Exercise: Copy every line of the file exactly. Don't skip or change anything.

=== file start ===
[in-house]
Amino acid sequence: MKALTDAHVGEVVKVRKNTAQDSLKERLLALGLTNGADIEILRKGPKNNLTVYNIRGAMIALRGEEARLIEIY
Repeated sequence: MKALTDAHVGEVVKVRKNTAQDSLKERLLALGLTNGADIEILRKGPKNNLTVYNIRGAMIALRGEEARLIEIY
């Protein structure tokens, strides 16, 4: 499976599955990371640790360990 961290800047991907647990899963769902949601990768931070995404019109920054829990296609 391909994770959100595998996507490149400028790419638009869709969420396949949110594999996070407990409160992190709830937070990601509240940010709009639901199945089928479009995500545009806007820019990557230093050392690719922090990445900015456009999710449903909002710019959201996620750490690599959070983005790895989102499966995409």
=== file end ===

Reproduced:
[in-house]
Amino acid sequence: MKALTDAHVGEVVKVRKNTAQDSLKERLLALGLTNGADIEILRKGPKNNLTVYNIRGAMIALRGEEARLIEIY
Repeated sequence: MKALTDAHVGEVVKVRKNTAQDSLKERLLALGLTNGADIEILRKGPKNNLTVYNIRGAMIALRGEEARLIEIY
């Protein structure tokens, strides 16, 4: 499976599955990371640790360990 961290800047991907647990899963769902949601990768931070995404019109920054829990296609 391909994770959100595998996507490149400028790419638009869709969420396949949110594999996070407990409160992190709830937070990601509240940010709009639901199945089928479009995500545009806007820019990557230093050392690719922090990445900015456009999710449903909002710019959201996620750490690599959070983005790895989102499966995409």